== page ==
A photo of a lit gas hob

Calls for energy to be brought into public ownership are growing after news that an energy firm boss is being awarded an eye watering bonus. Chris O’Shea, the CEO of British gas owner Centrica is being given a staggering £3.7 million bonus.

Centrica reported record profits of £3.3 billion in 2022 – more than in the four prior years combined. The firm said it made £72 million in operating profits at the British Gas retail division in 2022.

Alongside many firms in the energy sector, Centrica has secured astonishing profits as a result of the massive spike in oil and gas prices following Russia’s invasion of Ukraine.

These profits – and O’Shea’s bonus – have been reported at a time when inflation remains at the highest level for a generation and millions of people are struggling to pay their energy bills. According to the End Fuel Poverty Coalition, average energy bills have more than doubled since the winter of 2020/21, with increases still to come on 1 April 2023. Official government statistics estimated that 13.4 per cent of households were in fuel poverty in 2022.

Anti-privatisation campaign group We Own It have slammed the decision to hand O’Shea a mega-bonus. The group’s director Cat Hobbs told Bright Green: “This beggars belief. Record profits and bumper bonuses for British Gas go to show that a privileged few are profiting while the rest of us are penny-pinching.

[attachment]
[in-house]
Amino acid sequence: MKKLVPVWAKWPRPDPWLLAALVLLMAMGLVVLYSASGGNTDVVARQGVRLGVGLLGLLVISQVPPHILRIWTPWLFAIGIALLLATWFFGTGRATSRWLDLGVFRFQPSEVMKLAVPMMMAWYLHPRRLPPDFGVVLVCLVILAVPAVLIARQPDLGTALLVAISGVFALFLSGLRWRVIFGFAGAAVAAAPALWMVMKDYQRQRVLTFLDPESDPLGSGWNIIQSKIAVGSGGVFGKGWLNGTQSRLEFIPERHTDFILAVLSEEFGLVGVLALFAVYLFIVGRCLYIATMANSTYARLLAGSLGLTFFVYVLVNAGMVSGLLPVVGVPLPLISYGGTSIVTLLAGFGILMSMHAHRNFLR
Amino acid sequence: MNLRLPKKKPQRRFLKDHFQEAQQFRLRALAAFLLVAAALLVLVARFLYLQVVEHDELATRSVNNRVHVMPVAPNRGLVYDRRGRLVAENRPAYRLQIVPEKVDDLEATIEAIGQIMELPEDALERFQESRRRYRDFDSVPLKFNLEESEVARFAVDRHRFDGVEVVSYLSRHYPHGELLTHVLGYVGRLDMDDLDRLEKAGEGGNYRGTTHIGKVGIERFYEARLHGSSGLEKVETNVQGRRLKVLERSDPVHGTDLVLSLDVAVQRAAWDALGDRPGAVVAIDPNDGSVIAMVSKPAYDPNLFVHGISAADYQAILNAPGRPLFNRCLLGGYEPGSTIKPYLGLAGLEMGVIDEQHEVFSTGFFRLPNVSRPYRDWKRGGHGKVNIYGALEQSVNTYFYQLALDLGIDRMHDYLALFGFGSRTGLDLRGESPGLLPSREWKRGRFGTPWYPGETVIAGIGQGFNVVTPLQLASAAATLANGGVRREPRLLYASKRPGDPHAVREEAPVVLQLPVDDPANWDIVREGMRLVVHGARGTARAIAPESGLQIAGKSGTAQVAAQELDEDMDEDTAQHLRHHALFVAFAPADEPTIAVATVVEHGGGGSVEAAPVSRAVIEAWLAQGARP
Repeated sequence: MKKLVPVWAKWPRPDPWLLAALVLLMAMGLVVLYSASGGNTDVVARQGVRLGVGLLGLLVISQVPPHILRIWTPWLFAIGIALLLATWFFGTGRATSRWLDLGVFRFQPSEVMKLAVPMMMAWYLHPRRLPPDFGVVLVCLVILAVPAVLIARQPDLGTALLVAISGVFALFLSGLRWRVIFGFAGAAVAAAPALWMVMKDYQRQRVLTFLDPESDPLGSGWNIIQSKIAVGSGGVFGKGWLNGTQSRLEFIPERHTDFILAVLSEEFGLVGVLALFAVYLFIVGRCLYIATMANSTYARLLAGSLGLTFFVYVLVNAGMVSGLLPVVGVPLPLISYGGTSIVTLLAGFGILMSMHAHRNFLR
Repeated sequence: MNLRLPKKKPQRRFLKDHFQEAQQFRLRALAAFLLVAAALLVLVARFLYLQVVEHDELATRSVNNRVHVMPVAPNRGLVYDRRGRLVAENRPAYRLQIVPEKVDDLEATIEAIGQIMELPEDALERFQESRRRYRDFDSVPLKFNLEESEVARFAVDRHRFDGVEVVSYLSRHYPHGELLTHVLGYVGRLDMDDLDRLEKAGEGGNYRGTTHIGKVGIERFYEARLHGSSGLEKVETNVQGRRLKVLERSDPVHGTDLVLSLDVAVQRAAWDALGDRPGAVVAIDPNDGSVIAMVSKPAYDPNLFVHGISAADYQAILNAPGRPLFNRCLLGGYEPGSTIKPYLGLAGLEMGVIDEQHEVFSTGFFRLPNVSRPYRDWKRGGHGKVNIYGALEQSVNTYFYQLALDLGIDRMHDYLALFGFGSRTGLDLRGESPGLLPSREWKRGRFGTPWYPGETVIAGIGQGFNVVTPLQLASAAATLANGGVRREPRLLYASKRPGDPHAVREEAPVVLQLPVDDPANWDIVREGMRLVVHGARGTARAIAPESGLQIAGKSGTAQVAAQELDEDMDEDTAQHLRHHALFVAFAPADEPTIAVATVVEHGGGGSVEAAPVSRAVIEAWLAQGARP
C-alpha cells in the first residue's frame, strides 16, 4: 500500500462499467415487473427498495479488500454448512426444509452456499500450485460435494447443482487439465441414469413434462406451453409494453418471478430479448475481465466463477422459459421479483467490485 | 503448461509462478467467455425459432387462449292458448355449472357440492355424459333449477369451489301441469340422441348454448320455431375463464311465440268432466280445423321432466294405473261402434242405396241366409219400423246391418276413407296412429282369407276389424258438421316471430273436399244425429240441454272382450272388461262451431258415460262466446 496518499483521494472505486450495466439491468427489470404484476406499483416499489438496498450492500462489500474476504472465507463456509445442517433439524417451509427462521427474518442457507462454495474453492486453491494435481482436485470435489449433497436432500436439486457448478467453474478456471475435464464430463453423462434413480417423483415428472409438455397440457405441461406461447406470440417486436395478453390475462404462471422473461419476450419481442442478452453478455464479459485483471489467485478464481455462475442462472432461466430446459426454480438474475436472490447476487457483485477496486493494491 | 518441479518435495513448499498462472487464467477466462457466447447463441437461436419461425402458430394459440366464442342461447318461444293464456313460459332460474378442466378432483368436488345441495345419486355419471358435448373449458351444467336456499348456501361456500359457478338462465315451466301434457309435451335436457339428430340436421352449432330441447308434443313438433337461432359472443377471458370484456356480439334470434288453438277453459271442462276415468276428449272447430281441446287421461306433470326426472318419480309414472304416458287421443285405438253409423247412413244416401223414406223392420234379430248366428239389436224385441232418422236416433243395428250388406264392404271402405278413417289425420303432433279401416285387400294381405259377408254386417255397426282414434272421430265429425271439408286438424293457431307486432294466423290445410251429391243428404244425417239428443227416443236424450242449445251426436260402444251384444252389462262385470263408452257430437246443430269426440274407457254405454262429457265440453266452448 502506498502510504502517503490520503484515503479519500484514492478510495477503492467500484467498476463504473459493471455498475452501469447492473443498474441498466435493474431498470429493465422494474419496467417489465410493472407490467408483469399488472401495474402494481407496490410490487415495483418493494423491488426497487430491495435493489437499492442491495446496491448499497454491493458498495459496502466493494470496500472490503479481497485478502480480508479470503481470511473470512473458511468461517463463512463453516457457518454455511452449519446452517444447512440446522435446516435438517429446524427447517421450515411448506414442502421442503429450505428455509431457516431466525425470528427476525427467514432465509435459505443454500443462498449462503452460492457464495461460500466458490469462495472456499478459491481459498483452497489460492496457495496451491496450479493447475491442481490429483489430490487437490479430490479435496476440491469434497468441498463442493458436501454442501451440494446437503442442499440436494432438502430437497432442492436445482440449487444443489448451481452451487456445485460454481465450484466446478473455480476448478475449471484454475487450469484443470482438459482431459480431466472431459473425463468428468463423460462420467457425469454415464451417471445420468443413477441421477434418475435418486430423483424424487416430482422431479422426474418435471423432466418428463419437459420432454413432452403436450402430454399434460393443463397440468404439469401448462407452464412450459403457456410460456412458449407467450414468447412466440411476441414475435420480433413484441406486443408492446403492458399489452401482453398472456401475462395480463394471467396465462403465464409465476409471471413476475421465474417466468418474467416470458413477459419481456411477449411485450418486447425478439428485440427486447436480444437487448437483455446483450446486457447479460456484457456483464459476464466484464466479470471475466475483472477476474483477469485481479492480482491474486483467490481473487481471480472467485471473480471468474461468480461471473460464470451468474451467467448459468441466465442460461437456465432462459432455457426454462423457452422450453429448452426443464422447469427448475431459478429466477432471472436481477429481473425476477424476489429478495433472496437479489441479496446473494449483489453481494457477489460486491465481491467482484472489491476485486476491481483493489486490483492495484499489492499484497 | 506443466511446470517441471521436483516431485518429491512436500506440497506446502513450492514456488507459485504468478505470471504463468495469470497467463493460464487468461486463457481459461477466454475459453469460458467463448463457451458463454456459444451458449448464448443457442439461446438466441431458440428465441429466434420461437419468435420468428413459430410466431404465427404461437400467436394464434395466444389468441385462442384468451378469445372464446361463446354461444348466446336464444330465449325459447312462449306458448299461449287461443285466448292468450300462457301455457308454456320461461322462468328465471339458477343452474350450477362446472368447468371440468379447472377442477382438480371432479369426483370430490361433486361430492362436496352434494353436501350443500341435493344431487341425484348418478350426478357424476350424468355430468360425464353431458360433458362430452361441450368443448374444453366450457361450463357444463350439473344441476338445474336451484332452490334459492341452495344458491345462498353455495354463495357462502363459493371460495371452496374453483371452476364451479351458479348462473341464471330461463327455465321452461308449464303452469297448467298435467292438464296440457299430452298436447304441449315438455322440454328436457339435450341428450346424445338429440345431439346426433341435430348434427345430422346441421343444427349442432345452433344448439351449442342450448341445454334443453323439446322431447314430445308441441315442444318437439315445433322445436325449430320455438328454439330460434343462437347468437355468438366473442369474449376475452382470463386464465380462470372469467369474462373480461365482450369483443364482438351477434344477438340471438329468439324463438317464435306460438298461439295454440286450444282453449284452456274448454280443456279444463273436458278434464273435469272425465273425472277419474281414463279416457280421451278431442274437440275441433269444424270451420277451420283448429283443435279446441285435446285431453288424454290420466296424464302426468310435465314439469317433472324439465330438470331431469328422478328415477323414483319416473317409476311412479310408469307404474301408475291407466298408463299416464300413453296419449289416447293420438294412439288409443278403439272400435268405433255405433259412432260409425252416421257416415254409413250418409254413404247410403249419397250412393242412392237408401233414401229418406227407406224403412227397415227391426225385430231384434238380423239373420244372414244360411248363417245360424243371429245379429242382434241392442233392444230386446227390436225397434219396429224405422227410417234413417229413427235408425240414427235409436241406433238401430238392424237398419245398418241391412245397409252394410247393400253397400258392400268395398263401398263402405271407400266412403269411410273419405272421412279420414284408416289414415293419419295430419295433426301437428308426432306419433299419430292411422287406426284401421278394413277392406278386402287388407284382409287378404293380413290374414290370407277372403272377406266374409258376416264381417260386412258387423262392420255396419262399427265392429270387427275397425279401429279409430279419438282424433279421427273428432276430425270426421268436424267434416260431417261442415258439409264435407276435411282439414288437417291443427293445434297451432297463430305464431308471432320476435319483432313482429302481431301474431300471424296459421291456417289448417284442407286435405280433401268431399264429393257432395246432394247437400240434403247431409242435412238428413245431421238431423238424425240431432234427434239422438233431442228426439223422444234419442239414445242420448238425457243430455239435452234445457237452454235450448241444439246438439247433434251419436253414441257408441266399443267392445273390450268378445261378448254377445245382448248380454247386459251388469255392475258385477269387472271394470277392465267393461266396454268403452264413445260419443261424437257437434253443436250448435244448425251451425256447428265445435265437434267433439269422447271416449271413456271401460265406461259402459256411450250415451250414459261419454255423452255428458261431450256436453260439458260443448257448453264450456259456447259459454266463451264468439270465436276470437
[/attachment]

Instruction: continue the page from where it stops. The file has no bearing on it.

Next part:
“The government has the power to intervene by bringing our energy into public hands. In countries like France and Norway, energy is publicly owned so the government can intervene to prevent bills skyrocketing.

“Instead, we’re not only seeing a waste of money on shareholder profits and bonuses, but a waste of opportunity to drive forward the green transition.”

A board member at Centrica has said of O’Shea’s bonus: “Like most public companies we hire our senior executives on employment contracts that have a significant proportion of pay which is performance-related.”

In July 2022, the Trades Union Congress estimated that taking the big five energy companies into public ownership would cost £2.85 billion.

Earlier this year Centrica and British Gas were embroiled in a scandal after it was discovered that companies working on their behalf had been forcefully installing prepayment meters in the homes of vulnerable people and had even broken into homes to do so. British Gas has since said it has suspended the use of court warrants to force the installation of prepayment meters.

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